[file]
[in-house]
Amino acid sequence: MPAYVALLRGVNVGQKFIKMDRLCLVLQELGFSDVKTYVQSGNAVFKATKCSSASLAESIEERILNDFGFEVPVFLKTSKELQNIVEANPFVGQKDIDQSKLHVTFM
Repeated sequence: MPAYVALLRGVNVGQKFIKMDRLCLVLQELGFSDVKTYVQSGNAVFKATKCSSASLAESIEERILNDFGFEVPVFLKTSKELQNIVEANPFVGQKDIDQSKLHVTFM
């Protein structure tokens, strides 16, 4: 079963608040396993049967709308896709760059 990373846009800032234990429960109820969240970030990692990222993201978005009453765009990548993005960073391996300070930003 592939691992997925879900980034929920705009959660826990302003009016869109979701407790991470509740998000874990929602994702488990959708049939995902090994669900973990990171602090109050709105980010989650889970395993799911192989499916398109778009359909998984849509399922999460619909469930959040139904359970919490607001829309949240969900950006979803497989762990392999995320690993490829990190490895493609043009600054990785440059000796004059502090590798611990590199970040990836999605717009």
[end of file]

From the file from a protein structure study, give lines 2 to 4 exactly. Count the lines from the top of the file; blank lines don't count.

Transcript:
Amino acid sequence: MPAYVALLRGVNVGQKFIKMDRLCLVLQELGFSDVKTYVQSGNAVFKATKCSSASLAESIEERILNDFGFEVPVFLKTSKELQNIVEANPFVGQKDIDQSKLHVTFM
Repeated sequence: MPAYVALLRGVNVGQKFIKMDRLCLVLQELGFSDVKTYVQSGNAVFKATKCSSASLAESIEERILNDFGFEVPVFLKTSKELQNIVEANPFVGQKDIDQSKLHVTFM
């Protein structure tokens, strides 16, 4: 079963608040396993049967709308896709760059 990373846009800032234990429960109820969240970030990692990222993201978005009453765009990548993005960073391996300070930003 592939691992997925879900980034929920705009959660826990302003009016869109979701407790991470509740998000874990929602994702488990959708049939995902090994669900973990990171602090109050709105980010989650889970395993799911192989499916398109778009359909998984849509399922999460619909469930959040139904359970919490607001829309949240969900950006979803497989762990392999995320690993490829990190490895493609043009600054990785440059000796004059502090590798611990590199970040990836999605717009």